Monday, November 30, 2015

William Stafford: "Earth Dweller"

It was all the clods at once become
precious; it was the barn, and the shed,
and the windmill, my hands, the crack
Arlie made in the ax handle: oh, let me stay
here humbly, forgotten, to rejoice in it all;
let the sun casually rise and set.
If I have not found the right place,
teach me; for, somewhere inside, the clods are
vaulted mansions, lines through the barn sing
for the saints forever, the shed and windmill
rear so glorious the sun shudders like a gong.

Now I know why people worship, carry around
magic emblems, wake up talking dreams
they teach to their children: the world speaks.
The world speaks everything to us.
It is our only friend.

"Earth Dweller" by William Stafford. Text as published in The Way It Is: New & Selected Poems (Graywolf Press, 1998).

Art credit: "Windmill Against a Dramatic Prairie Sky," photograph by mavis.

Answering Your Most-Asked Questions

Curator's Note: The End is Beginning With great reluctance I have decided to end this project at the close of 2015.... I will do my best to make these last months a gift to you, with deep bows of gratitude.: Friends,

Thank you for your many kind personal messages as I wind down A Year of Being Here. Please know that I value each message I receive, and I will be sure to answer.

However, since many of you are asking similar questions, I thought it might be helpful briefly to respond to some of them in this post. If I've missed one that is important to you, let me know.

  1. "Why are you ending the project? Have you run out of poems? Do you need more money?" No worries, there is an endless supply of mindfulness poetry in this worldkeep berry-picking! And due to your generous donations, I'm certain that even if I kept the project going for a dozen more years, I'd never run short of funds. So why end? I won't belabor all the reasons, but I'll cite the most important: a scarcity of time. Three years ago, when I began this online "hobby project," it required only a half-hour's labor each day. Now it demands three to four hours, and is hungry for even more. As a result, I don't have enough time to do my "real work," which I truly enjoy. On a related note, no, I don't have any staff (though I do have a dear friend who was kind enough each summer to do postings while I went on a brief vacation with my family). And no, I don't wish to have a staff, because I don't wish to be a manager, but thanks for the suggestion.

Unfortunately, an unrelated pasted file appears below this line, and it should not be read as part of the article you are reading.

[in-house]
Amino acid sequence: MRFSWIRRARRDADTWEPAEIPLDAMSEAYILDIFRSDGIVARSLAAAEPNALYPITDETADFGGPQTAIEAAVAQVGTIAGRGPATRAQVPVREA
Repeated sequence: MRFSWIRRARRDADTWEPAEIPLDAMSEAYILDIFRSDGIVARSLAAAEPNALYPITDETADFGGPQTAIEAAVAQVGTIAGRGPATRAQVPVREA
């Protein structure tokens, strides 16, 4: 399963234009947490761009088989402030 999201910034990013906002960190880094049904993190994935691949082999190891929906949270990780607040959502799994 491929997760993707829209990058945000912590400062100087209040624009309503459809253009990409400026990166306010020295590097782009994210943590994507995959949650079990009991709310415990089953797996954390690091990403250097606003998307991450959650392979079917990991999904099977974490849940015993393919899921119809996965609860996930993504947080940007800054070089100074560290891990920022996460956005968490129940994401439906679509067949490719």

2. "Would you allow me to take over the project?" It's kind of you to ask, but no. Forgive me for not getting into the details of why. But if you're truly interested in doing such a project, I strongly encourage you to create one.

  3. "Will I still be able to access the poetry after the project ends?" Absolutely. The website  ( will remain online. Many of you subscribers and social network followers have never visited the website. I encourage you to take advantage of its two archives (one organized by chronology, the other by author name) and its search function. And of course the project's social networking sites, though inactive, will still be available for reference, comment and sharing.